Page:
The end of Negro League baseball’s economic stability put a permanent end to the Negro League World Series. The Homestead Grays, one of the most renowned Negro League franchises, played in four of these fall classics during Negro League baseball’s most profitable years, 1942 – 1945; winning two. It is only fitting that in 1948 the team won the last Negro League World Series championship.
In celebration of Black History Month, here is Today’s Negro League Baseball History Fact: Parnell Woods.
Born on either February 16 or 26, 1912; Parnell Woods began his Negro League baseball odyssey with his hometown Birmingham (Ala.) Black Barons in 1933. The solid fielding third baseman, who occasionally hit over .300 during his career, finally left home in 1940 to play for the Cleveland Bears (Negro American League). Formerly known as the Jacksonville (Fla.) Red Caps in the 1930s, the franchise moved back to Jacksonville for the 1941 season. Woods returned to Ohio in 1942 to be the player/manager for the Cincinnati Buckeyes; the youngest skipper in Negro League baseball at that time.
The team relocated to Cleveland the next year and hired a new manager who named Woods team captain. As one of the team’s best hitters, he helped the Buckeyes surprisingly become one of the best teams in the Negro American League (NAL) from 1945 – 1948. They won two NAL pennants (1945 and 1947) and defeated the Homestead Grays to be Negro League World Series Champion in 1945.
Negro League fans selected Woods to participate in five straight East West All Star Games (1938 – 1942).
In 1949 at 37 years old, Woods played with the Oakland Oaks (Triple AAA minor league), his only season in white organized baseball.
Negro League baseball is not just a part of African-American history, but is woven into the fabric of 20th Century American history.
To read about the Negro League baseball era Last Train To Cooperstown
Jackie Robinson crashed through Major League baseball’s closed door for African-American and Hispanic ball players in 1947. In order for baseball’s “great experiment” of integration to fully work, there had to be successful players to build on his accomplishments. Larry Doby, Roy Campanella, Willie Mays, Ernie Banks, and Henry Aaron contributed to it working by having Hall of Fame Major League careers. There were other African-American players such as Alphonse Eugene Smith who also contributed. Although he does not have a plaque in Cooperstown, the former Negro League player helped to permanently put to death the myth African-Americans did not have the talent to play Major League baseball.
Born February 7, 1928 in Kirkwood, Missouri, Al Smith developed his versatility as a ball player while in the Negro American League with the Cleveland Buckeyes from 1946 – 1948. He played third base, shortstop, and outfield as the team won the Negro American League pennant in 1947.
Signed by the Cleveland Indians in 1948, Smith made his Major League debut on July 10, 1953; one of eight Negro League players that were Major League rookies that season. With Al hitting lead off (.281 with 11 home runs and 50 RBIs) while playing 131 games at third base or the outfield, the Indians won 111 games in 1954 and captured the American League pennant.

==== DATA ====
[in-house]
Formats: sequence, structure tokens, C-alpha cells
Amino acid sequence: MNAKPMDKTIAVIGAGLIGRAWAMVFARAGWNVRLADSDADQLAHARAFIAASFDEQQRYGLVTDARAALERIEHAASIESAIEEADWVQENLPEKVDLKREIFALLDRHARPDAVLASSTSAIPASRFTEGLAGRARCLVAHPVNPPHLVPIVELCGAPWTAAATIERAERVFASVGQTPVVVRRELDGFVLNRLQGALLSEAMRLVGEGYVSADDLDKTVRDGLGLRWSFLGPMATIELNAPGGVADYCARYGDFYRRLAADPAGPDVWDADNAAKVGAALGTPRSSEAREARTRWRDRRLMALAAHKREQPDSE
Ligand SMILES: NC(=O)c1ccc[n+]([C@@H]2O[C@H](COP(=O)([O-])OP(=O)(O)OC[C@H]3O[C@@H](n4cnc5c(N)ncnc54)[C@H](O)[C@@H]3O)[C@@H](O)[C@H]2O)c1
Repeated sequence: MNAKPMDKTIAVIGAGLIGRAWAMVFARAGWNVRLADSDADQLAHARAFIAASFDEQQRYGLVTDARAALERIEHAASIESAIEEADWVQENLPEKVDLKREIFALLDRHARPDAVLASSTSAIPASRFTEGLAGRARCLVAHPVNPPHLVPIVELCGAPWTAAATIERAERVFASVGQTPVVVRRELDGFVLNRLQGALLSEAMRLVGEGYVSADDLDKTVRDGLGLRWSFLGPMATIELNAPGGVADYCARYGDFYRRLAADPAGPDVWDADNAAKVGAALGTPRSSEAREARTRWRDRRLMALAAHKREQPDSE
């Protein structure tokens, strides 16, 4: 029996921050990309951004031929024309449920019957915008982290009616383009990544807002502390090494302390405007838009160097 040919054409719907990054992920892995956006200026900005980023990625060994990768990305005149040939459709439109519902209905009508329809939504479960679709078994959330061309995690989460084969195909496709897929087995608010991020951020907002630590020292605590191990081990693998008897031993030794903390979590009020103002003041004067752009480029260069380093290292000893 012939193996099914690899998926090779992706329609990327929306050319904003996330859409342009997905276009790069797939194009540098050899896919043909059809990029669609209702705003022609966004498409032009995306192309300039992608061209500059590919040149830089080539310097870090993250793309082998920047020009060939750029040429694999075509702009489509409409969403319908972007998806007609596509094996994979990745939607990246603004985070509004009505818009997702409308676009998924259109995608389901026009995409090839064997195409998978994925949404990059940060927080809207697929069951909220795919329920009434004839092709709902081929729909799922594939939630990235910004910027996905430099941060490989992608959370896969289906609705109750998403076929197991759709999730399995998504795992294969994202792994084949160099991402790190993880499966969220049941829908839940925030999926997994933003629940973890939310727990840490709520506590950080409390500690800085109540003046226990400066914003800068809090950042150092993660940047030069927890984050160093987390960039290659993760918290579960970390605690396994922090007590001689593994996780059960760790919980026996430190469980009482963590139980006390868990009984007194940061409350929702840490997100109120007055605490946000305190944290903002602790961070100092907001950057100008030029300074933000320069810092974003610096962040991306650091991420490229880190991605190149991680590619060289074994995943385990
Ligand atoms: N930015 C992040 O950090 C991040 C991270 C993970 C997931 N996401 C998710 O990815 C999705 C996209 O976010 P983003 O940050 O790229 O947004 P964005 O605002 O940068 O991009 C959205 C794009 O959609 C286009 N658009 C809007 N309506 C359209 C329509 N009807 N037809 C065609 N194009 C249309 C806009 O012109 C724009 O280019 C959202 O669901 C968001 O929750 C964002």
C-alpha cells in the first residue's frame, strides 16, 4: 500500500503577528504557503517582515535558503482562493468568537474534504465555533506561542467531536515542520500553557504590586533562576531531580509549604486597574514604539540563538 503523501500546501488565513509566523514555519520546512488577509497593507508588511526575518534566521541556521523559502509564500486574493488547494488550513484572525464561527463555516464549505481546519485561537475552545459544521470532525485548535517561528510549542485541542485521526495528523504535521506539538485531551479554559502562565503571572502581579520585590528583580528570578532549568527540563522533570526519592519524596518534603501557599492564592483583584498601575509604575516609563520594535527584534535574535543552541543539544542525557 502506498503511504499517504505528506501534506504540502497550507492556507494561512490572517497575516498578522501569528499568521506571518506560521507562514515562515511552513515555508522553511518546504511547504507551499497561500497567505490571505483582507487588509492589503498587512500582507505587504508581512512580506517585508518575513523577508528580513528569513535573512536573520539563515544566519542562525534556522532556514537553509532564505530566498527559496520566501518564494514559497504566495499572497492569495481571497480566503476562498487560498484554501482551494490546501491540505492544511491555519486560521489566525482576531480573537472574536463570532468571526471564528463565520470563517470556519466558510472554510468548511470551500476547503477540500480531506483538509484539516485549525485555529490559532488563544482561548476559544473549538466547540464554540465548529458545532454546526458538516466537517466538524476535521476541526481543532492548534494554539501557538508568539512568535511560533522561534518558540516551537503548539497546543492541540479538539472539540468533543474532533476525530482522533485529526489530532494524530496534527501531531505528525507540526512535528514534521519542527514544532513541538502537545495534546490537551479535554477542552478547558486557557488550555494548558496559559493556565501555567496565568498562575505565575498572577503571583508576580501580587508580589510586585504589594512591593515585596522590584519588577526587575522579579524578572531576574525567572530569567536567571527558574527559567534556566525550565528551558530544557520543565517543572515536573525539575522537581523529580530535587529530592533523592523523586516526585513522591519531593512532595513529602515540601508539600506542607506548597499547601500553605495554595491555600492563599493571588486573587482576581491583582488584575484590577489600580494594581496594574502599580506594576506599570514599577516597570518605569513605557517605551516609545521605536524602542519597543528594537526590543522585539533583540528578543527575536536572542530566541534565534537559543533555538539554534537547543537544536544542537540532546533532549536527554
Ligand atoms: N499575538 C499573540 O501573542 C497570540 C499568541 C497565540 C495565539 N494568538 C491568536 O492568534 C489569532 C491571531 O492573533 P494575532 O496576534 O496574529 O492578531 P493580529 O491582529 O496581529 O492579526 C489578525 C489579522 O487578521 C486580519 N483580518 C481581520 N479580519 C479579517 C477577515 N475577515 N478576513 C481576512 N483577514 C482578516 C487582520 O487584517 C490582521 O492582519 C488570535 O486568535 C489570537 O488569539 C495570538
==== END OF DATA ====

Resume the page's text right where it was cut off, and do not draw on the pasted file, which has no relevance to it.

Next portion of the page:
As he approached his 30th birthday, the Indians traded Smith to the Chicago White Sox after the 1957 season. He had five productive years in Chicago and helped the White Sox win the American League pennant in 1959, ending its forty-year absence from appearing in the World Series. He finished second in the 1960 American League batting title (.315, 12 home runs, 72 RBIs) and hit 28 home runs in 1961.
The White Sox traded the two-time All-Star (1955, 1960) to the Baltimore Orioles in 1963. After splitting time with Cleveland and the Boston Red Sox the next year, Smith retired. He died January 3, 2002.
On the five Al Smith baseball cards I have in my collection (Topps 1959, 1960, 1964) and Post Cereal (1961 – 1963), there is no mention of him playing Negro League baseball. By omitting that information the cards do not paint a complete picture of his baseball career. Like other African-American and dark-skinned Latino baseball players in the late 1940s and 1950s, Al Smith successfully crossed over the dividing river of racial discrimination that had existed in professional baseball for nearly half of the 20th Century.
To read more about the Negro League baseball era Last Train To Cooperstown
To honor Ernie “Mr. Cub” Banks who died in January last year, I hope the Chicago Cubs will overcome decades of frustration and defeat the Cleveland Indians in this year’s World Series. However, if Cleveland does win Indian fans will celebrate the team’s third World Series Championship. The Indians defeated the Brooklyn Robins (changed its name to Dodgers in 1932) in 1920 and the Boston (now Atlanta) Braves in 1948. However, there is another Cleveland baseball championship that fans of the game in “the Land” should not overlook. In 1945, the Cleveland Buckeyes defeated the Homestead Grays to win the Negro League World Series.